MEMBER ARTICLE: Demisexuality on the Fetish Scene

MEMBER ARTICLE: Demisexuality on the Fetish Scene

from Recon News

20 August 2019

By Azariel

Hey there! I'm Az, and I regularly attend kinky sex parties with no intention of actually having kinky sex. Let's talk about that.

I identify as a queer male (he/ they pronouns), tend to be attracted to other queer males (of any kind), and tend to be demi-sexual (meaning that I'm generally not interested in sex with someone until I've gotten to know them and we've talked a bit and formed a bond with each other).

I've been kinky my whole life, all of my relationships have included kink and fetish. About 10 years ago I started getting into the BDSM community, I started going to bar nights / pub crawls, attending S&M parties, and even local orgies! I found myself awash in new experiences, befriending people with new ideas, and even having some fun scenes here and there!

One thing that always tripped me up though was every space I went to, sex was either welcomed or encouraged. In such open and expressive spaces, of course casual consensual coital congregations were going to happen, why shouldn't they? The general vibe everyone had was 'live and let live!', which was awesome to be around! I just never wanted to partake in them.

I tried to force myself into these interactions, I wanted to be like the cool kids, cuz all the cool kids, they seemed to fit in. I pushed myself, started having casual sexual experiences when I felt most comfortable, and it made me less comfortable. I turned these spaces of free self-expression into places where I felt like I had to fit into a box, and all the lube in the world wasn't going to make me fit in. For a while I actually withdrew from events altogether because I couldn't harmonize my lack of interest in sex with others' heightened sexual expression. I made friends and enjoyed some experiences, but I felt like I had become the 'creep in the corner' stereotype that no one really wants at a party. I decided I'd stay limited to friendly daytime social events and when it came time for a trip to the club or the dungeon doors to creak open, I would suddenly have other obligations.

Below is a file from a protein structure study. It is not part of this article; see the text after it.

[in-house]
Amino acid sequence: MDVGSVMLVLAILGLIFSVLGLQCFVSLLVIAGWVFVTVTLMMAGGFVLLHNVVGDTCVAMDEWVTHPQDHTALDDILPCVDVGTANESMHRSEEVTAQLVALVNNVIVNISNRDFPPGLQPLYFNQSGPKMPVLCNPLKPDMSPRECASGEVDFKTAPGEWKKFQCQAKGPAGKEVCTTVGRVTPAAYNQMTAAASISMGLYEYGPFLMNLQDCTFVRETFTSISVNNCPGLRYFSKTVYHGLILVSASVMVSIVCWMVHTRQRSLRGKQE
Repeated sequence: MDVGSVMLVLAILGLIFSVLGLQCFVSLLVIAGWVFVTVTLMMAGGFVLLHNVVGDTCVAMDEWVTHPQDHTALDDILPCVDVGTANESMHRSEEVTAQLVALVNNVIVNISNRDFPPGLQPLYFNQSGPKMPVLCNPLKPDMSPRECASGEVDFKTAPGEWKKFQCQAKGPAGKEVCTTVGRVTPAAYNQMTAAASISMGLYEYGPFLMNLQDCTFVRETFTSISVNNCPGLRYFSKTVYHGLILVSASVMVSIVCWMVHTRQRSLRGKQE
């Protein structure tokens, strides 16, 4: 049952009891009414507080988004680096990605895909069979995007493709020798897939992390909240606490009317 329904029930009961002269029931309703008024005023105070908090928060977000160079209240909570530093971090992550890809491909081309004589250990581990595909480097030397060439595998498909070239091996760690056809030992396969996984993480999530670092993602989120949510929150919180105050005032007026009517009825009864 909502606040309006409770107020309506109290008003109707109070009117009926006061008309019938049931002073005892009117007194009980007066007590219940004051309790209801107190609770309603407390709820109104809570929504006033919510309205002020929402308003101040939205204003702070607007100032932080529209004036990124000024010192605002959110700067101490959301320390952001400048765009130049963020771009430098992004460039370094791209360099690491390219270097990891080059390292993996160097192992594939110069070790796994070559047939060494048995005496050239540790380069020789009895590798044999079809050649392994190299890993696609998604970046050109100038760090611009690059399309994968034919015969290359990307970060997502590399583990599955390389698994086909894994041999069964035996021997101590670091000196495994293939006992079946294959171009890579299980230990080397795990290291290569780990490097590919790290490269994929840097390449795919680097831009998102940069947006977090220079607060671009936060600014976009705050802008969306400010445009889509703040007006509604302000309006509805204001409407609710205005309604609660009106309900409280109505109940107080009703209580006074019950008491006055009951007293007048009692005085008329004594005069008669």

Eventually I felt the lack of community, and after friends asking about my recent absent streak, I opened up about what how I was feeling. Turns out, there were others like me that had similar past experiences. So, I asked their advice, focused on what I wanted and what I wasn't willing to compromise on, and steeled myself back into the deep darkness. It was hot, wet, and oh-so-good.

I tripped up a lot at first, but armed with advice from my new fellow demisexual/asexual kinkster friends I tried a few different tactics. Here's what happened.

1. I wore a sign that said 'No Sex Please' which did not work. It was basically a big sign that said 'please ask me why I'm wearing this sign and let's discuss my personal choices in great detail in this crowded bar where we can barely hear each other.' Bad move.
2. I declined any offer of play, in case they wanted to include sex. This sort of worked. I never got into uncomfortable situations, but I still wanted to have some play/fun. I was denying myself everything rather than negotiating properly. So-so move.